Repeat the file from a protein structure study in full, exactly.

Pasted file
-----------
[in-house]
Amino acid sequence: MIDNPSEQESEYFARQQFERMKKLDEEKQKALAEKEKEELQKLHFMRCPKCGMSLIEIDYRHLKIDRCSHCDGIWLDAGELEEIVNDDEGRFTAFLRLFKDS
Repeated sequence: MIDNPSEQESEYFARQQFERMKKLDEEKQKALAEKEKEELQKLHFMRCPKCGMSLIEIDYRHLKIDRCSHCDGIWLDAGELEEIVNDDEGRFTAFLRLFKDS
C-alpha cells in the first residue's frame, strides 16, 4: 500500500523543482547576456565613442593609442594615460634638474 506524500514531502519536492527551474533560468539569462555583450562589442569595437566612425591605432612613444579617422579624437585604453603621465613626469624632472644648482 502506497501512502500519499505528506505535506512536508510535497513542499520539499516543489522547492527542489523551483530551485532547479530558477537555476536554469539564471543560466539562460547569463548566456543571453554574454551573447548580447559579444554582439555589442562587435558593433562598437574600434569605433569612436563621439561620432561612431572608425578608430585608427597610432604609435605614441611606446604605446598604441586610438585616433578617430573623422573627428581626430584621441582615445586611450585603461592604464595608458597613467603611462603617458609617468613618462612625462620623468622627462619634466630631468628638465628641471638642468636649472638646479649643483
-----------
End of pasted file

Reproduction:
[in-house]
Amino acid sequence: MIDNPSEQESEYFARQQFERMKKLDEEKQKALAEKEKEELQKLHFMRCPKCGMSLIEIDYRHLKIDRCSHCDGIWLDAGELEEIVNDDEGRFTAFLRLFKDS
Repeated sequence: MIDNPSEQESEYFARQQFERMKKLDEEKQKALAEKEKEELQKLHFMRCPKCGMSLIEIDYRHLKIDRCSHCDGIWLDAGELEEIVNDDEGRFTAFLRLFKDS
C-alpha cells in the first residue's frame, strides 16, 4: 500500500523543482547576456565613442593609442594615460634638474 506524500514531502519536492527551474533560468539569462555583450562589442569595437566612425591605432612613444579617422579624437585604453603621465613626469624632472644648482 502506497501512502500519499505528506505535506512536508510535497513542499520539499516543489522547492527542489523551483530551485532547479530558477537555476536554469539564471543560466539562460547569463548566456543571453554574454551573447548580447559579444554582439555589442562587435558593433562598437574600434569605433569612436563621439561620432561612431572608425578608430585608427597610432604609435605614441611606446604605446598604441586610438585616433578617430573623422573627428581626430584621441582615445586611450585603461592604464595608458597613467603611462603617458609617468613618462612625462620623468622627462619634466630631468628638465628641471638642468636649472638646479649643483